She reiterated throughout the hearing that Brown performs his job well and has no history of this behavior, which she called an “isolated incident.”

Further evidence that has evolved this week, she added, may lead to charges being dropped.

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The alleged victim submitted a letter to the city’s attorney, Ron Schramel, and the county attorney’s office asserting that while she and Brown were intoxicated and arguing, she grabbed the scissors and they both received cuts while wrestling over the scissors. He cut her hair in return, the letter states.

“Let me be very clear, she attacked him,” Olson said.

Schramel said, legally, the city could impose disciplinary action on any city employee despite the resolve of a subsequent criminal case.
“If the council believes more likely than not he did it, disciplinary action may be taken,” he said.

To address what part alcohol consumption may have played in the incident, Brown responded, “If I was stone cold sober and somebody held scissors to my face threatening to cut my goatee, I don’t think I would have done nothing.”

Further information against Brown also developed after his Oct. 14 arrest.

City Administrator Steve Nasby briefed council members that while incarcerated, Brown made a phone call to the alleged victim in which he gave her the city’s electric and street department’s keypad code to access the buildings and leave notes informing his employees of his absence from work the next day. Nasby said by requesting a third party to enter the city’s secured buildings, Brown compromised the city’s security, safety and property.

“I knew two cell phone numbers off the top of my head,” Brown told council members. “I needed to know that (the alleged victim) was still at the house with the children and safe and my second concern was letting employees know that I’d be gone.”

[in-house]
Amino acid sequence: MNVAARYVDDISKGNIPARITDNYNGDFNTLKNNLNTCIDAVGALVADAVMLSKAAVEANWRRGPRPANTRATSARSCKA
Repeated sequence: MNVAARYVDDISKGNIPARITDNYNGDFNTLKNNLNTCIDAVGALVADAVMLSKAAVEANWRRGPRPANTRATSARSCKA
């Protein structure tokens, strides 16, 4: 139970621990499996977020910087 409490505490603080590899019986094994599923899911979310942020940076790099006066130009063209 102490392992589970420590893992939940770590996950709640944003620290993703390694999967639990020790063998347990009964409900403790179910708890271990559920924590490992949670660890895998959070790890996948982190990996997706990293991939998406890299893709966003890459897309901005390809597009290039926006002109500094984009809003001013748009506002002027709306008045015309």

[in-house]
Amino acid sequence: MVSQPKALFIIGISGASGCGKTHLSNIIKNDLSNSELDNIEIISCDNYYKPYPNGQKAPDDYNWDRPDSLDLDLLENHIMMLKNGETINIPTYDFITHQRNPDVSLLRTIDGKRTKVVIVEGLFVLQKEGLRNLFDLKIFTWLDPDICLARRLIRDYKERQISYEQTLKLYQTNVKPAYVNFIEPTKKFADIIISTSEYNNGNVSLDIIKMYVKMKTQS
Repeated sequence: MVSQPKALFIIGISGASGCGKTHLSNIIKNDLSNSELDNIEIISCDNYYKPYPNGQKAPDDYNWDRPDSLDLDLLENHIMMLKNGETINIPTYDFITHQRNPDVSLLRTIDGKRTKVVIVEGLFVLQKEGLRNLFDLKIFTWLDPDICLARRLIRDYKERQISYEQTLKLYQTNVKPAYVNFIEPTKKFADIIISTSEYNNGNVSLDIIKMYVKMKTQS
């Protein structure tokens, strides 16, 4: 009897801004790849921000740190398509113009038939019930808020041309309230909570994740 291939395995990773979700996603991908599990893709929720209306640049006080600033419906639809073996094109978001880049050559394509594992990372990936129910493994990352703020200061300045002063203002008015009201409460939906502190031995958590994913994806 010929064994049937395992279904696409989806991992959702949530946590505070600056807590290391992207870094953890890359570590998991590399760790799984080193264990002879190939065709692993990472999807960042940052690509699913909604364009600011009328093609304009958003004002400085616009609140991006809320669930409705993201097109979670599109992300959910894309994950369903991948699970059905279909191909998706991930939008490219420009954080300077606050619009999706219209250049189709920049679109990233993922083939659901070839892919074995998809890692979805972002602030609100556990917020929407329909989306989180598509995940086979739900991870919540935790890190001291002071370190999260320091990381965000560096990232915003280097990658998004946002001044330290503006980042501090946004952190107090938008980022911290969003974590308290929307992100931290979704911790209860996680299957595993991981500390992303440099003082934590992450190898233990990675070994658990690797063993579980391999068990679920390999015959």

Council Member Paul Johnson asked Brown why he didn’t call the city’s powerhouse, to which Brown responded that while he knew the number, he did not believe it would have accepted a collect call, which he was making from the jail.

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Olson said Brown made a judgement decision in the moment.

“He understands that doesn’t always go with the personnel policy, but he thought that was the better call,” she said.

Windom Mayor Dominic Jones said the city has a high standard for all of its employees, and safety is of utmost importance. City employees can be replaced, he said in response to talk about electric and street projects Brown had been supervising.

Council members seemed to concur they are pleased with the work Brown has done while employed by the city and that he is a likable guy, which made the decision to terminate difficult.

“I really like Brent and think he does a wonderful job,” said Council Member Rod Byam. “I personally would never have a problem giving him a good recommendation, but quite honestly, I’m very disappointed in the whole situation.”

As of Friday, an omnibus hearing is still scheduled on the criminal case. That hearing is set for 9:45 a.m. Dec. 13 in Cottonwood County District Court.

 

Related Topics: CRIME